LOS ANGELES • The movie-going masses sent clear messages last year: They are most definitely not tired of superheroes. The more animated animals, the merrier. Fantasy worlds of any kind, whether underwater or in outer space, are worth the trip to theatres.
But reality? Not so much. Unlike in recent years, when films such as American Sniper (2014) and The Hangover (2009) broke through, not one movie rooted in a real-life setting was among the top 10 box-office performers.
For the box-office year that ended last Saturday, theatres in North America sold an estimated US$11.37 billion (S$16.4 billion) in tickets, a record in raw dollars and a 2 per cent increase over the same period in 2015, according to comScore, which compiles theatrical data.
The top three ticket sellers were Finding Dory (US$486.3 million), the spin-off Rogue One: A Star Wars Story (at least US$440 million) and Captain America: Civil War (US$408.1 million).
Despite the increase, the year- end results gave ammunition to those who contend that movie- going in North America is troubled. Higher revenue could be attributed almost entirely to higher ticket prices: Attendance was flat, with about 1.32 billion tickets sold in the United States and Canada. The average ticket price was US$8.61, up from US$8.43.
The riches were also unevenly spread in Hollywood. Eight of the top 15 performing films, including four of the top five, came from Walt Disney Studios, which includes the Pixar, Marvel and Lucasfilm brands. That astounding performance - Disney's hits included The Jungle Book, Moana, Zootopia and Doctor Strange - resulted in about US$2.7 billion in domestic ticket sales, or more than 25 per cent of the market.
Second-place Warner Bros took in about US$1.87 billion at domestic theatres and had three films in the top 15. They were Batman V. Superman: Dawn Of Justice, Suicide Squad and Fantastic Beasts And Where To Find Them.
On the opposite end of the scale, Sony Pictures and Paramount Pictures finished the year with less than US$900 million in domestic ticket sales apiece. Each did spark some cultural heat, however. Sony had the much-discussed, women- led Ghostbusters and Paramount delivered critical darlings such as Arrival and the drama Fences.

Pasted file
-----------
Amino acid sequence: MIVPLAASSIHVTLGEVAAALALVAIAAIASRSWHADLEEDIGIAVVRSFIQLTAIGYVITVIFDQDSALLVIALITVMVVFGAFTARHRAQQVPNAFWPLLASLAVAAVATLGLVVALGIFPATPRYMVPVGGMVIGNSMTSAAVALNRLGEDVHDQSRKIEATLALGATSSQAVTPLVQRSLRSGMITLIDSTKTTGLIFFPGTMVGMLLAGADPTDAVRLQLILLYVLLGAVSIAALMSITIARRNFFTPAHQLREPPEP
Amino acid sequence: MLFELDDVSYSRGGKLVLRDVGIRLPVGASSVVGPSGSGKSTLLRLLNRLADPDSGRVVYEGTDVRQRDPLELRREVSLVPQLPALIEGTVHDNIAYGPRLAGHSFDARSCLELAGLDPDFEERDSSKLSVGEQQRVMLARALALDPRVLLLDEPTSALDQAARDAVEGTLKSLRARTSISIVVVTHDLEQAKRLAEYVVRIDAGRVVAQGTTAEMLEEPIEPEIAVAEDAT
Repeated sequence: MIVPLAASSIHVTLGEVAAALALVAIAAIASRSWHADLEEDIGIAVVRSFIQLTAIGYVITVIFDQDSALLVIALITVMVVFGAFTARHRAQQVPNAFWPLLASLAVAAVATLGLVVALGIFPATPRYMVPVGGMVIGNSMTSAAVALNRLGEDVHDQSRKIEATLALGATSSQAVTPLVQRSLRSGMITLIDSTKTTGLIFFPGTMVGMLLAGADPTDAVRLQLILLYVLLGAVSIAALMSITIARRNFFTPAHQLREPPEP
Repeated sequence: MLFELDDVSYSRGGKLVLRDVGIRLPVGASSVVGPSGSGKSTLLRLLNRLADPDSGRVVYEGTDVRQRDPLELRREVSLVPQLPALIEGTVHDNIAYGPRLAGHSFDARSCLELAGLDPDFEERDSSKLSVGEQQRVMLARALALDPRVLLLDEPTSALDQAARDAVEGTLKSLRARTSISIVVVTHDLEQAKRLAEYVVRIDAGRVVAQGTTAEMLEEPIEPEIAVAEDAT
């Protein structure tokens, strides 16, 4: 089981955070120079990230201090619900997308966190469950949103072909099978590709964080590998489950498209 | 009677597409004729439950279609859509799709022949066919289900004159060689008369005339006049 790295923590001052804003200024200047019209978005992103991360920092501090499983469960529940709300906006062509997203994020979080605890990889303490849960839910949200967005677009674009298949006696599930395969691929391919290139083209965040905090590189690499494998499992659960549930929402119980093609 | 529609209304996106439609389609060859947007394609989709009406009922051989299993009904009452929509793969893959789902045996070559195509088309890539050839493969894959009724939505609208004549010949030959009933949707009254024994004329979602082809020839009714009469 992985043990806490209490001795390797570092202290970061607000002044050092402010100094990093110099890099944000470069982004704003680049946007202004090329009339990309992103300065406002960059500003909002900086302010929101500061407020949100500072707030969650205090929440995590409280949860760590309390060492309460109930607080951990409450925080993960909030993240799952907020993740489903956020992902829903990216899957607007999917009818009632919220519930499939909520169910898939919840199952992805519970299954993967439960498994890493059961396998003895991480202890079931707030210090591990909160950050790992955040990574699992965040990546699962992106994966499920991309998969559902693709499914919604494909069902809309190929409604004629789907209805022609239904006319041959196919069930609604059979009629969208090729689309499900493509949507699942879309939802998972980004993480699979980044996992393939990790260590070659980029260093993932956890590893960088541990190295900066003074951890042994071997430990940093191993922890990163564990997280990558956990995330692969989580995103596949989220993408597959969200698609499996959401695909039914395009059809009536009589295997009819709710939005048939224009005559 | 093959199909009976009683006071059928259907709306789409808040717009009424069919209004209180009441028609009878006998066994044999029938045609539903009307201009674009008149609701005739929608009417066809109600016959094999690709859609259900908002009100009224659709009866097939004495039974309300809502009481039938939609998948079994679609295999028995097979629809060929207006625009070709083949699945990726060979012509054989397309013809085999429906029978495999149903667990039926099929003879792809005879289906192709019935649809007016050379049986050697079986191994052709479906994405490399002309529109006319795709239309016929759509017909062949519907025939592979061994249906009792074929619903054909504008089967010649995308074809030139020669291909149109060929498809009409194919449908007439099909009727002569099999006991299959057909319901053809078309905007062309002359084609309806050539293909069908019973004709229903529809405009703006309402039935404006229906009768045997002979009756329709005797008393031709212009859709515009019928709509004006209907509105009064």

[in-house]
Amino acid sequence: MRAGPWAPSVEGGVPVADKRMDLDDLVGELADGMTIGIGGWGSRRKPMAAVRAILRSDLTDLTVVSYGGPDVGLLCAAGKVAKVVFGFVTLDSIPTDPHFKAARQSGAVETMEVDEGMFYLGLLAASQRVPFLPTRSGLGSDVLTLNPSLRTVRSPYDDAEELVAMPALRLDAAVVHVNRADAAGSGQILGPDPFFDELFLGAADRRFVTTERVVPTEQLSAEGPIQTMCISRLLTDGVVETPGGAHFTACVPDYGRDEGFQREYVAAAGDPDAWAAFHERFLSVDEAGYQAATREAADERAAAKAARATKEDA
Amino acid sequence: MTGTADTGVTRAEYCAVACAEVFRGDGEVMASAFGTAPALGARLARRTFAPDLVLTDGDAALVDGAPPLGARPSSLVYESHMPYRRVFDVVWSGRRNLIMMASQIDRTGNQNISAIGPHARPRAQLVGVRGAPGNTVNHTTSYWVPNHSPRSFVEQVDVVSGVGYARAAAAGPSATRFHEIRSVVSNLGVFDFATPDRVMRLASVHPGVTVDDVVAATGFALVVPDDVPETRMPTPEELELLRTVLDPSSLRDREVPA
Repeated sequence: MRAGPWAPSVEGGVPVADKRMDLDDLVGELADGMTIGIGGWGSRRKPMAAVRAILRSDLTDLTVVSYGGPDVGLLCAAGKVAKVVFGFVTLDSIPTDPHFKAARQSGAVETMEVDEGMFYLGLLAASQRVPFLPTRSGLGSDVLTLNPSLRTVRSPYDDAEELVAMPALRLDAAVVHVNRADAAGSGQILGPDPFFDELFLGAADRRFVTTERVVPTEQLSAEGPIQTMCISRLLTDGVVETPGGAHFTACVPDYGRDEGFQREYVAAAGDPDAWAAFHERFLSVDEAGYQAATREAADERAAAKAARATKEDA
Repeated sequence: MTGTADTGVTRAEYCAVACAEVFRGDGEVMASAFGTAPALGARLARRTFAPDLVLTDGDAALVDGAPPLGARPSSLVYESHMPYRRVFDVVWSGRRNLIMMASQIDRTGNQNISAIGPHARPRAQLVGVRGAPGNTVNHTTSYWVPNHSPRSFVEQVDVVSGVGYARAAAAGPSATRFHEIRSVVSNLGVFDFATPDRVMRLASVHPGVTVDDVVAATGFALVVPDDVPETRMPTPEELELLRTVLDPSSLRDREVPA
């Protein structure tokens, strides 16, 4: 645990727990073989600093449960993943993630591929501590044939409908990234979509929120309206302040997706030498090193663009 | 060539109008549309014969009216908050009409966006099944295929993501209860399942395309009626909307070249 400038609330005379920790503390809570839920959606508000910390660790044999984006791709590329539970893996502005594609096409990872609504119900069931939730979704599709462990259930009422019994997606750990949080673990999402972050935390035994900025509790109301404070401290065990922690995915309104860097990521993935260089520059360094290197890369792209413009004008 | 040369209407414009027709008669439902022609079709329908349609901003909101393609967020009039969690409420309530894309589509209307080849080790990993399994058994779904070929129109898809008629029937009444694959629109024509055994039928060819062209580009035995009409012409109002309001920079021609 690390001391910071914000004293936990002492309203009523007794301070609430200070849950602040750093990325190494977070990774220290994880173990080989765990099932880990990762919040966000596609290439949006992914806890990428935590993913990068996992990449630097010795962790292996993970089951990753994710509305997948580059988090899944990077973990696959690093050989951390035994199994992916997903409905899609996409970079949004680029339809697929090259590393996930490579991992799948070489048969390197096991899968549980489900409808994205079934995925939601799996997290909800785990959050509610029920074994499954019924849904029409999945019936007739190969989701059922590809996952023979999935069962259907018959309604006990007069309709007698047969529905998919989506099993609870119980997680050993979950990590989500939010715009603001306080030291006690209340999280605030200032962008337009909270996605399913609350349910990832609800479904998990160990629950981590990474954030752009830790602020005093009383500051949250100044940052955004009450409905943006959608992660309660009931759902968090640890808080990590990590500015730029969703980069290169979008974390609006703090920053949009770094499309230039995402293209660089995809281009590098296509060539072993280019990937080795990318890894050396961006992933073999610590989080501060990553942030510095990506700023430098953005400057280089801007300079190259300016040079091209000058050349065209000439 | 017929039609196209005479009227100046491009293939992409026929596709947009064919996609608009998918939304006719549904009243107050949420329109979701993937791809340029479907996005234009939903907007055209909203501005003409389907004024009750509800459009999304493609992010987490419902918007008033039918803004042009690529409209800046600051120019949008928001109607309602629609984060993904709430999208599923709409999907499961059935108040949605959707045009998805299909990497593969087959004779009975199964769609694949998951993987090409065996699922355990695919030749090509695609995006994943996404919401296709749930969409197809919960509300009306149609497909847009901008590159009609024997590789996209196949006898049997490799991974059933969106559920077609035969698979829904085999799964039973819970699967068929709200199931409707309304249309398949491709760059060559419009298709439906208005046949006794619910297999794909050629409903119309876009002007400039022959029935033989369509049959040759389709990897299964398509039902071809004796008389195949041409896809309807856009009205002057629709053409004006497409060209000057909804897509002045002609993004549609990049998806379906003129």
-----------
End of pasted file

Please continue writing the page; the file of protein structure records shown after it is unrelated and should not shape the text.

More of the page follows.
Among art film companies, indie distributor Roadside Attractions had a particularly strong run. Successful releases such as Manchester By The Sea and Hello, My Name Is Doris enabled Roadside to take in more than US$70 million, the largest total in its 13-year history, and to have a better year than that of Fox Searchlight and the Weinstein Co.
"We zigged when studios zagged, especially in the first half of the year," said Mr Howard Cohen, one of Roadside Attractions' founders.
In March and May, "when major studios were not releasing upscale intelligent films", he said, Roadside was able to push its movies into 900 theatres, a relatively large number for the speciality market.
In recent weeks, prestige films have done well in general. Generating strong sampling over the weekend in a handful of theatres were entries such as Pete Berg's Patriots Day (CBS Films and Lionsgate) and 20th Century Women (A24), a period comedic drama starring Annette Bening.
Since its wide release on Christmas Day, Fences, an adaptation of August Wilson's play about a black family in 1950s Pittsburgh, has taken in about US$32.7 million. That euphorically reviewed film, directed by Denzel Washington and starring Washington and Viola Davis, cost about US$24 million to make.
Even more impressive, La La Land (Lionsgate), a celebrated musical about the romantic and professional trade-offs faced by two young entertainers, has been playing in only 750 theatres before wide release and has taken in about US$37 million, making it the No. 1 prestige release of the year.
Results for La La Land, starring Emma Stone and Ryan Gosling, are on a par with films such as Silver Linings Playbook, which went on to collect more than US$132 million in the United States and Canada in 2012.
But none of those sophisticated earthbound films were able to attract anything close to the turnout for the top-performing weekend offerings. Rogue One was No. 1, taking in about US$52 million between last Friday and Sunday, for a three- week domestic total of more than US$440 million.
Sing, an animated musical from Illumination Entertainment and Universal, was second, selling about US$41.5 million in tickets, for a two-week total approaching US$180 million.
Passengers, a science-fiction movie starring Jennifer Lawrence and Chris Pratt, was third, with ticket sales of about US$15 million, for a total since arriving on Dec 21 of more than US$60 million - a bit soft given its production cost of roughly US$110 million, which was shared by Sony and several financing partners.
Passengers, which could make up ground overseas, relied heavily on the star power of Lawrence and Pratt. Star vehicles sometimes worked last year - Ryan Reynolds turned the R-rated Deadpool into a massive hit for 20th Century Fox, and Tyler Perry succeeded in Boo! A Madea Halloween.
But crowds, more often than not, shrugged at marquee names. Suffering flops were Ben Stiller (Zoolander 2), Will Smith (Collateral Beauty) and Julia Roberts (Mother's Day).